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Getting off the topic of rentals again to mention a little noticed report on public library use across the country. The data is from 2002, but it’s reasonable to assume library use hasn’t changed dramatically since then and the report was released just this week by the National Center for Education Statistics. It’s interesting and relevant given the ongoing debate about whether San Diego needs a new central library.

The survey was conducted as part of the Census Bureau’s October 2002 Current Population Survey, which collects data from 50,000 to 60,000 households through personal and telephone interviews.

The report has plenty of tables to look through if you’re interested, but here are some of the basics:

48 percent of U.S. households used a public library in 2002 and they were more likely to do so (52 percent) when the library was less than a mile away.

Usage drops as the library moves farther away. For example, 41 percent of households 6n10 miles from a public library used one, and 34 percent used the library when it was more than 10 miles from their home.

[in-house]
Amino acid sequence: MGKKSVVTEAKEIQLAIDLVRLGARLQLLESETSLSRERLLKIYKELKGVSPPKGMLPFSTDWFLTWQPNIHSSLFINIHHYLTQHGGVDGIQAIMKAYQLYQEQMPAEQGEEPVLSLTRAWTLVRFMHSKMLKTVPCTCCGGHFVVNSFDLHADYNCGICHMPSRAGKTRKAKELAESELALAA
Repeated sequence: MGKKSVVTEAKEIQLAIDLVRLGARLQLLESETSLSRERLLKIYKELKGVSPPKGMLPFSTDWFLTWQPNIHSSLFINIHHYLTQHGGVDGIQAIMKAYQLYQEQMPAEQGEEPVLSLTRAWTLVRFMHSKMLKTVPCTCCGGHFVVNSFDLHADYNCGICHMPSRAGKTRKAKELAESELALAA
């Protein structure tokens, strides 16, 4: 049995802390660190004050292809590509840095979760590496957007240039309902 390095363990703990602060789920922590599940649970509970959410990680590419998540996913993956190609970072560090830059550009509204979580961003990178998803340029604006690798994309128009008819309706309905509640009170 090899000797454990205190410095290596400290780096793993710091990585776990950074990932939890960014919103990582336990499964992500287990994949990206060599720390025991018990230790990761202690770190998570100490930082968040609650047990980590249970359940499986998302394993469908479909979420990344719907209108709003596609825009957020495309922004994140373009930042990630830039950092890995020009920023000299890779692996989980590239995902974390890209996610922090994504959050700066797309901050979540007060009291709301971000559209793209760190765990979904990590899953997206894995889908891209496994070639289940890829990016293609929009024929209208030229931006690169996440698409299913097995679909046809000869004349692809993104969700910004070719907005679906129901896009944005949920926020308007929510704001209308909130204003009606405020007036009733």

Families with money and higher education are more likely to use the library. According to the survey, 61 percent of households with incomes in the top 20 percent used a public library in 2002 compared to 33 percent of households with incomes in the lowest 20 percent. Meanwhile, 66 percent of households where someone has an advanced degree used the public library compared to just 21 percent of households where the highest education level was less than a high school diploma.

And, interestingly, just 9 percent of households use the library to access a computer.

The survey also tracked library usage by state. In California 32 percent of households used the library in 2002. Utah has the highest usage level with 62 percent of families using the public library.

CATHERINE HOCKMUTH

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